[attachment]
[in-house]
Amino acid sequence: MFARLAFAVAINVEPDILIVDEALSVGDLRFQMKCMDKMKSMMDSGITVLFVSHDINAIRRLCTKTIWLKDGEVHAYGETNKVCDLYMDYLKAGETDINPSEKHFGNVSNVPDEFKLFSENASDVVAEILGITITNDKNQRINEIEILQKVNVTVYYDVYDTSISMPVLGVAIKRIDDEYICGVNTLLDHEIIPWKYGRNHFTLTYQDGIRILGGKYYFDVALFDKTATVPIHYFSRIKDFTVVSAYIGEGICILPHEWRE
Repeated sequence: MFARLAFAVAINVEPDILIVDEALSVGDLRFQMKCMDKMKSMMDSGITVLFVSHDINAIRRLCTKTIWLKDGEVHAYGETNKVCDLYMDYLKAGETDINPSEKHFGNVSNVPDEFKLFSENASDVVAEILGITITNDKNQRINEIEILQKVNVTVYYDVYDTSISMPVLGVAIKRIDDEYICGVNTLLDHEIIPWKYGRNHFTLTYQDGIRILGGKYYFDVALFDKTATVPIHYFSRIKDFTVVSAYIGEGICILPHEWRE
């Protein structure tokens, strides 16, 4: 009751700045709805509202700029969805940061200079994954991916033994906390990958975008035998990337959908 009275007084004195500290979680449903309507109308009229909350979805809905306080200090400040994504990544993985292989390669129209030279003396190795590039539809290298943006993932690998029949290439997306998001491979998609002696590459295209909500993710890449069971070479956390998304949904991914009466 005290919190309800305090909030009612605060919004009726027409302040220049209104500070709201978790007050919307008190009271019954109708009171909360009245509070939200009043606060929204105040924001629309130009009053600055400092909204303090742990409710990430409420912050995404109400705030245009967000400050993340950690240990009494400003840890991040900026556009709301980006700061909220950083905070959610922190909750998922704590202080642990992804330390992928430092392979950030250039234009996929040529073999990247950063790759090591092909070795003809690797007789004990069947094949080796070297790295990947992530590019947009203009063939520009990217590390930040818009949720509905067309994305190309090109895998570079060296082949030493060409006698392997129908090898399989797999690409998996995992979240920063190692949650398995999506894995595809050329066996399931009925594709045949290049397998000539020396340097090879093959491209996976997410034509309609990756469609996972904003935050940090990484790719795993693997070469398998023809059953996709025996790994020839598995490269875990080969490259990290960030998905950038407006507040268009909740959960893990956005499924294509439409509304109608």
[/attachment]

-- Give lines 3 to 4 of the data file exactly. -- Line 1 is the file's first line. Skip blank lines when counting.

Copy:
Repeated sequence: MFARLAFAVAINVEPDILIVDEALSVGDLRFQMKCMDKMKSMMDSGITVLFVSHDINAIRRLCTKTIWLKDGEVHAYGETNKVCDLYMDYLKAGETDINPSEKHFGNVSNVPDEFKLFSENASDVVAEILGITITNDKNQRINEIEILQKVNVTVYYDVYDTSISMPVLGVAIKRIDDEYICGVNTLLDHEIIPWKYGRNHFTLTYQDGIRILGGKYYFDVALFDKTATVPIHYFSRIKDFTVVSAYIGEGICILPHEWRE
């Protein structure tokens, strides 16, 4: 009751700045709805509202700029969805940061200079994954991916033994906390990958975008035998990337959908 009275007084004195500290979680449903309507109308009229909350979805809905306080200090400040994504990544993985292989390669129209030279003396190795590039539809290298943006993932690998029949290439997306998001491979998609002696590459295209909500993710890449069971070479956390998304949904991914009466 005290919190309800305090909030009612605060919004009726027409302040220049209104500070709201978790007050919307008190009271019954109708009171909360009245509070939200009043606060929204105040924001629309130009009053600055400092909204303090742990409710990430409420912050995404109400705030245009967000400050993340950690240990009494400003840890991040900026556009709301980006700061909220950083905070959610922190909750998922704590202080642990992804330390992928430092392979950030250039234009996929040529073999990247950063790759090591092909070795003809690797007789004990069947094949080796070297790295990947992530590019947009203009063939520009990217590390930040818009949720509905067309994305190309090109895998570079060296082949030493060409006698392997129908090898399989797999690409998996995992979240920063190692949650398995999506894995595809050329066996399931009925594709045949290049397998000539020396340097090879093959491209996976997410034509309609990756469609996972904003935050940090990484790719795993693997070469398998023809059953996709025996790994020839598995490269875990080969490259990290960030998905950038407006507040268009909740959960893990956005499924294509439409509304109608």